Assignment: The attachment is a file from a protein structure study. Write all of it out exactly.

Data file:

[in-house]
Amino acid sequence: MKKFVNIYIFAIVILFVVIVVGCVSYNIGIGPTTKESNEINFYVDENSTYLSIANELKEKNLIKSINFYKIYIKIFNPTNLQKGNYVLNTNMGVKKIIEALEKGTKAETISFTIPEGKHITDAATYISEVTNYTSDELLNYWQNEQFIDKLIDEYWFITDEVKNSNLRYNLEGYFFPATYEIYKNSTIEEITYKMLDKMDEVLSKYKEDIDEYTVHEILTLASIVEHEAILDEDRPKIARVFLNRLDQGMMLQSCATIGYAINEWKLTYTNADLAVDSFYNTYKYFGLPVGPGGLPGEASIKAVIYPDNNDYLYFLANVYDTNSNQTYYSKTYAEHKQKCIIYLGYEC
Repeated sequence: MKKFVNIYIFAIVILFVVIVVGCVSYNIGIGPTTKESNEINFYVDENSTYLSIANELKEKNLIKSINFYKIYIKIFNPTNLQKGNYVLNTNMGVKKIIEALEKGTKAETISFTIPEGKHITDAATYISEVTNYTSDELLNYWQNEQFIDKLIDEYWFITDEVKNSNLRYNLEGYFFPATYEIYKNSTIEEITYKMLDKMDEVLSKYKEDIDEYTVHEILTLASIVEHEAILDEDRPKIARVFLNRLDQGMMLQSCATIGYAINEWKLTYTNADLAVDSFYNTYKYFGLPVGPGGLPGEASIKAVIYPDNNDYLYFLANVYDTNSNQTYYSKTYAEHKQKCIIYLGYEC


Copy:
[in-house]
Amino acid sequence: MKKFVNIYIFAIVILFVVIVVGCVSYNIGIGPTTKESNEINFYVDENSTYLSIANELKEKNLIKSINFYKIYIKIFNPTNLQKGNYVLNTNMGVKKIIEALEKGTKAETISFTIPEGKHITDAATYISEVTNYTSDELLNYWQNEQFIDKLIDEYWFITDEVKNSNLRYNLEGYFFPATYEIYKNSTIEEITYKMLDKMDEVLSKYKEDIDEYTVHEILTLASIVEHEAILDEDRPKIARVFLNRLDQGMMLQSCATIGYAINEWKLTYTNADLAVDSFYNTYKYFGLPVGPGGLPGEASIKAVIYPDNNDYLYFLANVYDTNSNQTYYSKTYAEHKQKCIIYLGYEC
Repeated sequence: MKKFVNIYIFAIVILFVVIVVGCVSYNIGIGPTTKESNEINFYVDENSTYLSIANELKEKNLIKSINFYKIYIKIFNPTNLQKGNYVLNTNMGVKKIIEALEKGTKAETISFTIPEGKHITDAATYISEVTNYTSDELLNYWQNEQFIDKLIDEYWFITDEVKNSNLRYNLEGYFFPATYEIYKNSTIEEITYKMLDKMDEVLSKYKEDIDEYTVHEILTLASIVEHEAILDEDRPKIARVFLNRLDQGMMLQSCATIGYAINEWKLTYTNADLAVDSFYNTYKYFGLPVGPGGLPGEASIKAVIYPDNNDYLYFLANVYDTNSNQTYYSKTYAEHKQKCIIYLGYEC